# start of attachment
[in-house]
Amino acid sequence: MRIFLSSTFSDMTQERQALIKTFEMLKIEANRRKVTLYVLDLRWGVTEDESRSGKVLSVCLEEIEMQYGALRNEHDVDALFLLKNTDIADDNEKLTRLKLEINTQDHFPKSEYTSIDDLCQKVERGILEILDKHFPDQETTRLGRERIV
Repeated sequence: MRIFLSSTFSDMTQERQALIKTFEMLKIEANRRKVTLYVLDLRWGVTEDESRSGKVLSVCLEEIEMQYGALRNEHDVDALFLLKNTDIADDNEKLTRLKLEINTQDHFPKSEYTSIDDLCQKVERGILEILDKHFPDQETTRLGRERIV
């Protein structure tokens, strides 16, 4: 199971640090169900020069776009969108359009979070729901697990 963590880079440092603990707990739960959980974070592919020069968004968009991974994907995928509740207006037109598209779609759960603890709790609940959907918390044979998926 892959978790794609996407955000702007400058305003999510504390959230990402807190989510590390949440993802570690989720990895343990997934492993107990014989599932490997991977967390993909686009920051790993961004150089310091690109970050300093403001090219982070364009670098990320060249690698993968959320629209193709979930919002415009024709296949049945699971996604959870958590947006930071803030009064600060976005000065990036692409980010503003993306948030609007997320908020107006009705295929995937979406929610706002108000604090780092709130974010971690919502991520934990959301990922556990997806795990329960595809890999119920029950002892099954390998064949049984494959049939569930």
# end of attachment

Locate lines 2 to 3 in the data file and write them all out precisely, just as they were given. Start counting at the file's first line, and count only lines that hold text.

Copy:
Amino acid sequence: MRIFLSSTFSDMTQERQALIKTFEMLKIEANRRKVTLYVLDLRWGVTEDESRSGKVLSVCLEEIEMQYGALRNEHDVDALFLLKNTDIADDNEKLTRLKLEINTQDHFPKSEYTSIDDLCQKVERGILEILDKHFPDQETTRLGRERIV
Repeated sequence: MRIFLSSTFSDMTQERQALIKTFEMLKIEANRRKVTLYVLDLRWGVTEDESRSGKVLSVCLEEIEMQYGALRNEHDVDALFLLKNTDIADDNEKLTRLKLEINTQDHFPKSEYTSIDDLCQKVERGILEILDKHFPDQETTRLGRERIV